Last time I recapped a super productive ride through Santa Clara County, and this time I'm going to describe some San Francisco exploits. The described ride is another holdover from the first half of January, it undertaken on January 7th and targeting three birds in different parts of the city. The first of those was the continuing Swamp Sparrow (SWSP) at Lake Merced. Reliably present for the previous nine days, the bird was favoring the scrubby hillside separating the Vista Grande Canal and the adjacent golf course. Ditching my bike in some bushes after covering the ~14 miles from my San Mateo apartment in 53 mins, I glanced skyward just in time to view a White-tailed Kite (WTKI) float buoyantly over my head. That bird was long-overdue for SF bike bird #236, and my subsequent passes of the favored hillside produced the sought SWSP for SF bike bird #237. Two-for-one, no complaints.

Digi-binoc'd Swamp Sparrow - sweet perch, right?

My first target acquired, I turned my attention towards the Hammond's Flycatcher (HAFL) which had been frequenting Moscone Park in the city's northern reaches since December 29 (10 days prior). Beyond a SF bike bird, it also be new for my cumulative Bay Area bike list, that consideration motivating me through the cityscape post-sparrow. The sun broke through while I was en route, and I hoped the flycatcher would be active given warming temperatures and associated insect activity.

I don't know about anyone else, but I'm not a huge fan of birding in urban parks, particularly on really nice days. Why? Well, with a group of little kids playing on one side of the flycatcher's favored area and a dozen twenty-something women doing yoga on the other, I looked like hella shady as I repeatedly scanned chain link fence which separated the two groups. I've watched enough Law and Order: Special Victims Unit to know I - as a forty-two-year-old, ugly-ass white dude - fit the pedo-perv stereotype, particularly with binoculars dangling from my neck, so I just wanted to find the bird and get the hell out of there.

"What were you doing George, birdwatching?"

Swirling hoards of White-crowned Sparrows and Yellow-rumped Warblers monopolized the fence for 75 minutes, but a small flycatcher eventually found the gumption to join their ranks. Approaching for a better view, I noted the blocky head, small bill, eye ring, and long primaries, that final field mark rendering the tail short in appearance. The bird also drooped its left wing as other observers had noted of this individual Hammond's (SF bike bird #238). I snapped a few quick shots, jumped on the bike, and cleared out.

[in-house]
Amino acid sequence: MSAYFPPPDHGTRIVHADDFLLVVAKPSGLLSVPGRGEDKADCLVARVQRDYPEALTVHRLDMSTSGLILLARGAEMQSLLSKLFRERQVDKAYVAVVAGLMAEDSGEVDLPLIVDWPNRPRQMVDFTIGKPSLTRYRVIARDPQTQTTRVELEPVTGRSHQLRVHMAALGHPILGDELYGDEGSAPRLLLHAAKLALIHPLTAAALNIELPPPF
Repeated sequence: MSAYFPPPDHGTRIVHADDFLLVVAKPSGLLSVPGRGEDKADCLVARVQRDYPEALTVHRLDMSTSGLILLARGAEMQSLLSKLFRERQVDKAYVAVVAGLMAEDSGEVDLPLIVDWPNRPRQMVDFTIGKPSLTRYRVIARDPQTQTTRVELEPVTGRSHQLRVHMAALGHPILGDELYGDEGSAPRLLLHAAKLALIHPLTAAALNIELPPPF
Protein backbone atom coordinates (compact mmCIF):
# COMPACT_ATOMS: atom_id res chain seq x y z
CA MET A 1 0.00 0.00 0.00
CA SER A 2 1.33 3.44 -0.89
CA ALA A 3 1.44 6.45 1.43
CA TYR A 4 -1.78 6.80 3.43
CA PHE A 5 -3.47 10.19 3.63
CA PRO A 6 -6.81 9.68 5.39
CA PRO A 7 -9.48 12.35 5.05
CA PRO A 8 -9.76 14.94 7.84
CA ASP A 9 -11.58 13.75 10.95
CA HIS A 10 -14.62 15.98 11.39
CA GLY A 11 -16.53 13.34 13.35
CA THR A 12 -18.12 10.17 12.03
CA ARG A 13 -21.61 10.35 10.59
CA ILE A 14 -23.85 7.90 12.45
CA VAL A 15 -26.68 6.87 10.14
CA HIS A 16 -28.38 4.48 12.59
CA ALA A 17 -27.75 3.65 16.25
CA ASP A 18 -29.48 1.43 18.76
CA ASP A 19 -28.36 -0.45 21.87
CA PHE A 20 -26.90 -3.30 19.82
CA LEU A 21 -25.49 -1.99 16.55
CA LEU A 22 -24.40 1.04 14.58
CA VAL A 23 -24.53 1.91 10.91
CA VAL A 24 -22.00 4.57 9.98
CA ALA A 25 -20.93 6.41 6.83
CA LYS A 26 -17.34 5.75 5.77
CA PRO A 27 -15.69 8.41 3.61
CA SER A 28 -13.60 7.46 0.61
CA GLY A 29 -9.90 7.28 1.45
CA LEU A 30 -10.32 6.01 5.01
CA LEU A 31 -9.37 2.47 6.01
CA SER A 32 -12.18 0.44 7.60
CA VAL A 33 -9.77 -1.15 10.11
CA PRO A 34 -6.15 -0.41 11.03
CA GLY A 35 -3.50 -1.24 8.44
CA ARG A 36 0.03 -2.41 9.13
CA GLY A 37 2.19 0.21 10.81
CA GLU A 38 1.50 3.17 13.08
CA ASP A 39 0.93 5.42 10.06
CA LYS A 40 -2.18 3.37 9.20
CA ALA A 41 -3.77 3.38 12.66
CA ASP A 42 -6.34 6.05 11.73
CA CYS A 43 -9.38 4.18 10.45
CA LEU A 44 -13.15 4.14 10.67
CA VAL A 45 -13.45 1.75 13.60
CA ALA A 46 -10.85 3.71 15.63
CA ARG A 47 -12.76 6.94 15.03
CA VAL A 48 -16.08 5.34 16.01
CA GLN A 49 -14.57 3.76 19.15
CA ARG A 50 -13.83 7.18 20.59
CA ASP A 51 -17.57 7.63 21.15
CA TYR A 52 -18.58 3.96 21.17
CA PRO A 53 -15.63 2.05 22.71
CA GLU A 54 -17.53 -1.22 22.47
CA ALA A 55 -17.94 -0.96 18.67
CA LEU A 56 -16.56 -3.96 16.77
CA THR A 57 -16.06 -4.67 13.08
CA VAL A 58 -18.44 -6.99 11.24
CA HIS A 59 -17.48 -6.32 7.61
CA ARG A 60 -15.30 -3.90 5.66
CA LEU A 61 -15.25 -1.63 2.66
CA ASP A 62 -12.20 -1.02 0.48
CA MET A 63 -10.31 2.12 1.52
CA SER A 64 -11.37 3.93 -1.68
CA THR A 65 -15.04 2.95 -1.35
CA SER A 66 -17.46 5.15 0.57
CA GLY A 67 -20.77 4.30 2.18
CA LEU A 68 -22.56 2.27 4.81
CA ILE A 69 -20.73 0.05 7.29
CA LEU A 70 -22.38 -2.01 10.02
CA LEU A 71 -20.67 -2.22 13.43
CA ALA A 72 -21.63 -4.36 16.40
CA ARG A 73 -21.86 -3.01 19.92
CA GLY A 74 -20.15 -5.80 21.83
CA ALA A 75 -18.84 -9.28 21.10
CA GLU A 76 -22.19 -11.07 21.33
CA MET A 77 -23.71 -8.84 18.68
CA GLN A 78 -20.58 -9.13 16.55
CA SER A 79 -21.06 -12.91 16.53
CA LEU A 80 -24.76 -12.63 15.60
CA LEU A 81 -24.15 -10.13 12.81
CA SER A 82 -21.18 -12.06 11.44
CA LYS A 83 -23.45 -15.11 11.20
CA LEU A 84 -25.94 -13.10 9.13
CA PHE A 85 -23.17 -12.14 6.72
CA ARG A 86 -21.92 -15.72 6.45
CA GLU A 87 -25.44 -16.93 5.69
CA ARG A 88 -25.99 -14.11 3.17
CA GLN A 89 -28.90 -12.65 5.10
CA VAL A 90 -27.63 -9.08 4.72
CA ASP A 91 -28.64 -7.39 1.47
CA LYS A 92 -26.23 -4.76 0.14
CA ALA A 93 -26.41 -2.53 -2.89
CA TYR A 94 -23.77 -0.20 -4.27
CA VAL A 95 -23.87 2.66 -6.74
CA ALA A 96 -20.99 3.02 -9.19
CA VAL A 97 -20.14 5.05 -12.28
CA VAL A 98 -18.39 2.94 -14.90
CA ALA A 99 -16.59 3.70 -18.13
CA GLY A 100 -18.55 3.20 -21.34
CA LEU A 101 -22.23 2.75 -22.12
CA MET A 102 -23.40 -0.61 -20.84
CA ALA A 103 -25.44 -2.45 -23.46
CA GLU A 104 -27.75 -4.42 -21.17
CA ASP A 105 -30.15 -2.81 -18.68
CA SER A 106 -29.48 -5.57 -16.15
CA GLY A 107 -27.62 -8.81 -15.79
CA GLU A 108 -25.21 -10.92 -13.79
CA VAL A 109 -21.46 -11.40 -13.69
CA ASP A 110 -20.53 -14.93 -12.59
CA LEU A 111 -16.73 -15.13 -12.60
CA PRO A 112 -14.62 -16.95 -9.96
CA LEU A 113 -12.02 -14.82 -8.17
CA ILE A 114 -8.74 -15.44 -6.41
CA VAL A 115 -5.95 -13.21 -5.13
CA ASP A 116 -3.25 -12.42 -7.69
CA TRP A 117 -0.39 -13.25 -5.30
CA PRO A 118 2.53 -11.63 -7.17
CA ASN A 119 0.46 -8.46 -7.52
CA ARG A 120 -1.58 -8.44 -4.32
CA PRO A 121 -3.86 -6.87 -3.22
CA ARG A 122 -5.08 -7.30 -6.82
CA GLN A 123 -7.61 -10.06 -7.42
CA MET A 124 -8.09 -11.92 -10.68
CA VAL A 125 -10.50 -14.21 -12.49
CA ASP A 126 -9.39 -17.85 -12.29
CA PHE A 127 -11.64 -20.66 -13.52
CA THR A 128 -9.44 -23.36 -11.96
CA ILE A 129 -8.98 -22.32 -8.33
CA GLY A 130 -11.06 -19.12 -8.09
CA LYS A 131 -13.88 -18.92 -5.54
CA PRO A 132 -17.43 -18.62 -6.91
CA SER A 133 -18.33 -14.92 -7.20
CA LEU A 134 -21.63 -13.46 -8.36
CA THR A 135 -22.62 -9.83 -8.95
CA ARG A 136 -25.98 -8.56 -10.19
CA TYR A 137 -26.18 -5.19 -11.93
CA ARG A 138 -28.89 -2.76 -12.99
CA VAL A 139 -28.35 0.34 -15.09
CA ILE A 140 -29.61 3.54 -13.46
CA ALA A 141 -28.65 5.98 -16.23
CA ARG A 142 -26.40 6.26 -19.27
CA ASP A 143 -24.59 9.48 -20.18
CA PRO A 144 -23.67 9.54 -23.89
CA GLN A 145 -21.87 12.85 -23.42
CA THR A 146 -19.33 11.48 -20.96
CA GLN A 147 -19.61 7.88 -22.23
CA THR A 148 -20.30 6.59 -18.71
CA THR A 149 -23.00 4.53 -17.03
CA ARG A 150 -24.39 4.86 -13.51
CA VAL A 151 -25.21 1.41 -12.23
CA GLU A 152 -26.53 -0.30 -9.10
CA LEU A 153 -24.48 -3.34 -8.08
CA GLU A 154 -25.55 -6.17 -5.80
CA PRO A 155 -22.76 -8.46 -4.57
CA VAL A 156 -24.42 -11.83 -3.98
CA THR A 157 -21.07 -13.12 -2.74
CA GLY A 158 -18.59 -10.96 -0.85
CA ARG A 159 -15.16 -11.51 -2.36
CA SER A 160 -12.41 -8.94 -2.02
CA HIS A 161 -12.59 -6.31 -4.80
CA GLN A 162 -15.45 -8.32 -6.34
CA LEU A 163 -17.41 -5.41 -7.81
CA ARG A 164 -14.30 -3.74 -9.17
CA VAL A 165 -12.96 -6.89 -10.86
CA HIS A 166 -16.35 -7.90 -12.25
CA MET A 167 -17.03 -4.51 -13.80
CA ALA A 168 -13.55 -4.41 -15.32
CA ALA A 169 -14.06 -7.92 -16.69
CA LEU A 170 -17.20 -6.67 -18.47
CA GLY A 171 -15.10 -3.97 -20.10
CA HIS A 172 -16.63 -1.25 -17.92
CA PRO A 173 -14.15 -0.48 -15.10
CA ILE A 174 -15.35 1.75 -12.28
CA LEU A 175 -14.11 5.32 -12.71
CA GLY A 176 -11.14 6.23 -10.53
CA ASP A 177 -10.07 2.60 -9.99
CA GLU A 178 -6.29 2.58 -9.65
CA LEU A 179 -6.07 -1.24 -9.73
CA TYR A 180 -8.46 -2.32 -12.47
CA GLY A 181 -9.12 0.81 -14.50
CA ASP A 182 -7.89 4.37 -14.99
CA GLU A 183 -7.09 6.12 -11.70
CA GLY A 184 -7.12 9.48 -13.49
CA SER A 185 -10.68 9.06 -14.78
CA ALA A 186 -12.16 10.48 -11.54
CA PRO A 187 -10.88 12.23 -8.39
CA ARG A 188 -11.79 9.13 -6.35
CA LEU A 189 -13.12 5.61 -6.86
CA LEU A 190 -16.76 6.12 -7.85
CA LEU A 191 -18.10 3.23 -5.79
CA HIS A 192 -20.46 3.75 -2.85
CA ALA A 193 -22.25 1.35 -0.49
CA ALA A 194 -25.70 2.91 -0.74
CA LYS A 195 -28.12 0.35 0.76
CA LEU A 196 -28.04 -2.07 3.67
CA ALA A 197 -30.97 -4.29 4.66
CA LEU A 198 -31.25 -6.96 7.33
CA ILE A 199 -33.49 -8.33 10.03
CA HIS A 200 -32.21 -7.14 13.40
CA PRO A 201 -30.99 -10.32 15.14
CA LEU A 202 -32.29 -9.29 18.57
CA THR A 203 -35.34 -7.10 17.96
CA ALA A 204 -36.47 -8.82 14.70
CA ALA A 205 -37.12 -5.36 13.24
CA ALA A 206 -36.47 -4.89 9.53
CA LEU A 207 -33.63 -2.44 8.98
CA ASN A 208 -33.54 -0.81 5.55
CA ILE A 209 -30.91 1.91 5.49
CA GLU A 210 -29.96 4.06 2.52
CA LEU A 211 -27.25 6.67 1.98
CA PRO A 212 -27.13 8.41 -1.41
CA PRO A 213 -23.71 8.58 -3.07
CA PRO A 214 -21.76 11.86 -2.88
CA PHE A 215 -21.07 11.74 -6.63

Digi-binoc'd Hammond's Flycatcher, thankfully without downward dog behind.....

With ample daylight on my way home, I made a one-hour stop at Heron's Head to see what I could find. That yielding nothing unusual beyond Rocky, the incredibly-approachable Rock Sandpiper which has spent the last two winters at the park's distal terminus, I continued to Yosemite Slough with hopes of Loggerhead Shrike. More common inland, the crafty predator makes only hella rare appearances in San Francisco; the individual found by Rachel Lawrence on December 23 as part of her record-breaking SF total (275 species, I think) represented the first SF sighting since 2008 and one of only a handful since 2000 (according to eBird). I missed the bird on my previous December 28 swing, and, sadly, the result was the same this time around. Can't win 'em all, and 2 outta 3 (plus the kite) ain't bad!

Digiscoped Rocky as bayshore consolation

Until next time.........

Saturday, January 30, 2021

Post #192 - An amazing day of bike-birding in Santa Clara County

Commitments have kept me off the bike for two weeks, so I'm gonna dust off a ride from early-January for this post. Undertaken on January 10th, it sought three would-be Santa Clara County bike birds at the southern end of San Francisco Bay. With negligible wind and partly sunny skies forecasted, I departed my San Mateo apartment with high hopes.

The day's first target was the long-staying Common Loon (COLO) on Pond A4 in Sunnyvale. Abundant on the oceanside of the peninsula, the species is highly unusual on the Santa Clara bay shore. I'd not found the time to pursue the bird during its two-month stay, but it cooperated for me as it had for so many others, the slow-slung swimmer materializing from hoards of scaup on the far/north side of the impoundment after a twenty-minute search (too far for photo). Santa Clara bike bird #217 bagged, the day was off to a good start.